Sagada produce making way to Manila
SAGADA, MOUNTAIN PROVINCE—The new normal in these times of the Covid - 19 pandemic comes to be advantageous for vegetable farmers able to recoup their expenses at reasonable cost by selling directly in Manila.
Now on its eighth run, the local government unit of Sagada through the Office of the Municipal Agriculturist (OMAG), facilitate market of local vegetables and other products to Manila with customers having pre-ordered their chosen goods on July 29.
Prior to the imposition of community quarantine, vegetable produce are delivered to La Trinidad in Benguet or in Baguio City before they are transported to other parts of the country.
Prices often vary depending on the supply.
The pandemic however opened new and secured remedies to sell local products to Manila while observing protocols in addressing the threats of Covid-19.
Maria Ap-apid, municipal agriculturist said directly selling the vegetables to Manila through the help of a friend of the town is a big help to farmers who have difficulties in marketing their products at this time of the pandemic.
At the height of the Covid-19 pandemic in March, Mayor James Pooten contacted Tracy Santiago, a longtime friend of Sagada based in Manila to help in the sale of locally raised vegetables.
Sagada produces tons of temperate vegetables—tomatoes, cabbage (red and green), wombok, cucumber, bell pepper, carrots, sayote, sweet peas, and beans the whole year round and its normal market sold in town and nearby places of Bontoc, Isabela and Baguio.
In this new normal marketing strategy, temperate crops including eggplants raised by some 40 gardeners reach Manila twice a month with some 1.5 to five tons per trip the past eight runs since April 7.
Other products carried to Manila are homemade goods— jams, jellies, coffee, ham, etag (smoked meat) and recently pottery goods—all processed by Sagada’s entrepreneurs.
Local products— vegetables and home processed foods—are usually marketed in town and in nearby Baguio, La Trinidad, Isabela and the Ilocos before the occurrence of the Covid pandemic.
Locally made products—jams, jellies, cookies, etag, pickles, woven bags, and ceramics were bought by tourists in town who come from Baguio, Manila, Ilocos, Visayas, Davao, and foreigners having reached their peak at 180,000 arrivals separately in the past two years.
The new normal market strategy of the LGU is made possible with a hired truck and a contact in Manila who does the orders.
Vegetables priced from P25–P40 per kilogram at farm gate price are delivered door to door with reasonable market prices.
Temperate vegetables mostly raised in the food basket of southern Sagada and some at the central town faced marketing problems this Covid pandemic times.
With the Covid threat, LGU protocols require drivers coming from outside to undergo a 14-day stay at the Pegew quarantine site while another homebased driver drives the vehicle home with back-load goods if there are some.
The driver who goes Manila and pass through Baguio holds a health declaration and municipal pass, his driver’s ID and a food pass from the Office of the Municipal Agriculturist.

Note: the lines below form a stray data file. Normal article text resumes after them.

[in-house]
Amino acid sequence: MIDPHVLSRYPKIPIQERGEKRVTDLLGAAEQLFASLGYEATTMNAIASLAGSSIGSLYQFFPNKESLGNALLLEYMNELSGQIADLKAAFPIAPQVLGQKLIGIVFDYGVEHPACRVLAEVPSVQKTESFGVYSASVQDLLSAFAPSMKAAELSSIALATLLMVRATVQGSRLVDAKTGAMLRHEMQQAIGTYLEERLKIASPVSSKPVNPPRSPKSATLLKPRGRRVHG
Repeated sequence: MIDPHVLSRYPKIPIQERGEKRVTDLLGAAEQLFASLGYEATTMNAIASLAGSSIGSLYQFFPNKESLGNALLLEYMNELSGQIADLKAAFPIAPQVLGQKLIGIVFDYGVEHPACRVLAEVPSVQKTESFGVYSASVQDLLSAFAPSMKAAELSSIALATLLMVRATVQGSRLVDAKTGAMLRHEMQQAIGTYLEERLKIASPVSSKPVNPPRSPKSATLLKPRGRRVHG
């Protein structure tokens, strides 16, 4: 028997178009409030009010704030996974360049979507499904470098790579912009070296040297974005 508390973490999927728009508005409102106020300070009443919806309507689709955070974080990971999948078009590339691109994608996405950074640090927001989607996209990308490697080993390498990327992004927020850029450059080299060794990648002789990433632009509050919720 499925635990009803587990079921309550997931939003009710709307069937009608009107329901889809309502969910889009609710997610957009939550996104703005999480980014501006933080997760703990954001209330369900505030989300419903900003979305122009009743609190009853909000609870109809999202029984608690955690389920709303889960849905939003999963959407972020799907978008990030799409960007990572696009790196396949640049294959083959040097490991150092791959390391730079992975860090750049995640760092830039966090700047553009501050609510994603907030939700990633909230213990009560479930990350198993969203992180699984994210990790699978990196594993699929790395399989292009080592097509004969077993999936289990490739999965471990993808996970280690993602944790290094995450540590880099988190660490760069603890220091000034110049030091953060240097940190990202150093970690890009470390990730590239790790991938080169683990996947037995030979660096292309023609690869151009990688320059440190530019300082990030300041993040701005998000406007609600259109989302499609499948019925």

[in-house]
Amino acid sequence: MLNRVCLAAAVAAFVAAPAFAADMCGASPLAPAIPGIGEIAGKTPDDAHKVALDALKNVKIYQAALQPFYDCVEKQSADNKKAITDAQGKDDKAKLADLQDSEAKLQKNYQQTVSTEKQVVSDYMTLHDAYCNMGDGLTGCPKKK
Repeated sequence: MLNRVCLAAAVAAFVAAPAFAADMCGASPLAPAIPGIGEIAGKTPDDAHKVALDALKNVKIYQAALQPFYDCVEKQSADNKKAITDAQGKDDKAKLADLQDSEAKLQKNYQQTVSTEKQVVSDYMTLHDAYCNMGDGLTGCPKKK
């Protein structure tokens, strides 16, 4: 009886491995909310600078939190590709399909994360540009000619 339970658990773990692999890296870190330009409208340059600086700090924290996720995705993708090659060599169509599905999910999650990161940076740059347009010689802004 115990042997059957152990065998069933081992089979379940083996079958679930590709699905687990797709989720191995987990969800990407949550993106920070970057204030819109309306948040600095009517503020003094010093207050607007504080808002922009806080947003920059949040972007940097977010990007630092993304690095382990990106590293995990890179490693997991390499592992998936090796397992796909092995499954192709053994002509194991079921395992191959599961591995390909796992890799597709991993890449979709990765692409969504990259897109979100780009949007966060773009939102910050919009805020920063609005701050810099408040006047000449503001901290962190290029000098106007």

In two consecutive times during the first and second runs to Manila, veggies transported from town were transferred to a container van of the Department of Agriculture (DA) at Pegew checkpoint where the initial five tons of veggies were eventually transported to Manila.
The driver who came from Baguio was the one who drove the vehicle to Manila.
DA took charge of the fuel and the driver’s allowance twice. Toll fees were paid by the contact in Manila.
On the third run onwards, local vehicles transported the goods straight to Manila. The truck of the LGU transported the goods in four consecutive times to Manila and farmers
paid P7 per kg of their products to answer for the fuel and travel cost. Toll fees were especially paid by Masferre’s and Log Cabin Café from the 3rd to the 6th run.
Beginning in the third run, boxes of home-made jams and jellies and some 200400 packs of coffee from the Sagada Coffee Growers and Producers Organization (SACGPO) are carried each trip to Manila.
Locally made ceramic products caught up in the market in the 7th run.
With the opening up of the economy in Manila in June, orders slowed down reaching some 1.5 tons of veggies. Processed foods were still ordered.
The seventh and the recent trip are now being transported by a private truck and market of local veggies and homemade stuff continues. The municipal agriculturist office still maintains to facilitate coordination of farmers’ products and other home-made stuff to Manila.
Now on uniform transportation cost, farmers and other entrepreneurs who have their goods carried to Manila pay the usual freight cost of P7 per kg of their products for the transport cost. The usual transport cost of vehicles to Manila from Sagada is P18,000 per trip and vice versa.
With goods in quantity at a freight price of P7 per kg, the private truck owner/businessman has to find other products not necessarily ordered by the LGU contact in Manila to recoup his expenses and backload products which maybe are ordered in Sagada.